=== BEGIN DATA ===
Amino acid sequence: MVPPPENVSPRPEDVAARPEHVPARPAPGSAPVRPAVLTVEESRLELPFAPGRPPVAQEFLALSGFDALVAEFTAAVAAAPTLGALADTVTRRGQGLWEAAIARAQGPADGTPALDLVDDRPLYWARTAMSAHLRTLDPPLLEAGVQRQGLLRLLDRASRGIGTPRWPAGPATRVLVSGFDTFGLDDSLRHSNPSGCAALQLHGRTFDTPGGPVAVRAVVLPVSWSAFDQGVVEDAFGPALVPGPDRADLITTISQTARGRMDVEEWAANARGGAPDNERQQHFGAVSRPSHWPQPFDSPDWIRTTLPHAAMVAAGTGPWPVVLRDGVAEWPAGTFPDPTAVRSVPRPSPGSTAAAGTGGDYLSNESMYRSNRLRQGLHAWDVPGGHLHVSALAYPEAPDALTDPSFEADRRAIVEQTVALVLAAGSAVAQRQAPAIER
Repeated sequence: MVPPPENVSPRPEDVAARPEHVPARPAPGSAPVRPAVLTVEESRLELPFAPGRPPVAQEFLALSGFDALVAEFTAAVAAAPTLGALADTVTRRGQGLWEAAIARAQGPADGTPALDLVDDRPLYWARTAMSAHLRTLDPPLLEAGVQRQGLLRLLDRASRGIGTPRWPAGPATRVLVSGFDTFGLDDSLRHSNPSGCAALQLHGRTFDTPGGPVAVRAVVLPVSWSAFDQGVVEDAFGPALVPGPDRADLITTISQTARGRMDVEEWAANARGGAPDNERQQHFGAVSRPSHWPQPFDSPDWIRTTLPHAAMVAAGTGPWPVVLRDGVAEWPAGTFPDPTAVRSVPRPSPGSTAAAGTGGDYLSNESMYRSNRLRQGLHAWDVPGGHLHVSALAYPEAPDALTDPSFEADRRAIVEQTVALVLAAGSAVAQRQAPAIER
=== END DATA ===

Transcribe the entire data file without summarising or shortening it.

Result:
Amino acid sequence: MVPPPENVSPRPEDVAARPEHVPARPAPGSAPVRPAVLTVEESRLELPFAPGRPPVAQEFLALSGFDALVAEFTAAVAAAPTLGALADTVTRRGQGLWEAAIARAQGPADGTPALDLVDDRPLYWARTAMSAHLRTLDPPLLEAGVQRQGLLRLLDRASRGIGTPRWPAGPATRVLVSGFDTFGLDDSLRHSNPSGCAALQLHGRTFDTPGGPVAVRAVVLPVSWSAFDQGVVEDAFGPALVPGPDRADLITTISQTARGRMDVEEWAANARGGAPDNERQQHFGAVSRPSHWPQPFDSPDWIRTTLPHAAMVAAGTGPWPVVLRDGVAEWPAGTFPDPTAVRSVPRPSPGSTAAAGTGGDYLSNESMYRSNRLRQGLHAWDVPGGHLHVSALAYPEAPDALTDPSFEADRRAIVEQTVALVLAAGSAVAQRQAPAIER
Repeated sequence: MVPPPENVSPRPEDVAARPEHVPARPAPGSAPVRPAVLTVEESRLELPFAPGRPPVAQEFLALSGFDALVAEFTAAVAAAPTLGALADTVTRRGQGLWEAAIARAQGPADGTPALDLVDDRPLYWARTAMSAHLRTLDPPLLEAGVQRQGLLRLLDRASRGIGTPRWPAGPATRVLVSGFDTFGLDDSLRHSNPSGCAALQLHGRTFDTPGGPVAVRAVVLPVSWSAFDQGVVEDAFGPALVPGPDRADLITTISQTARGRMDVEEWAANARGGAPDNERQQHFGAVSRPSHWPQPFDSPDWIRTTLPHAAMVAAGTGPWPVVLRDGVAEWPAGTFPDPTAVRSVPRPSPGSTAAAGTGGDYLSNESMYRSNRLRQGLHAWDVPGGHLHVSALAYPEAPDALTDPSFEADRRAIVEQTVALVLAAGSAVAQRQAPAIER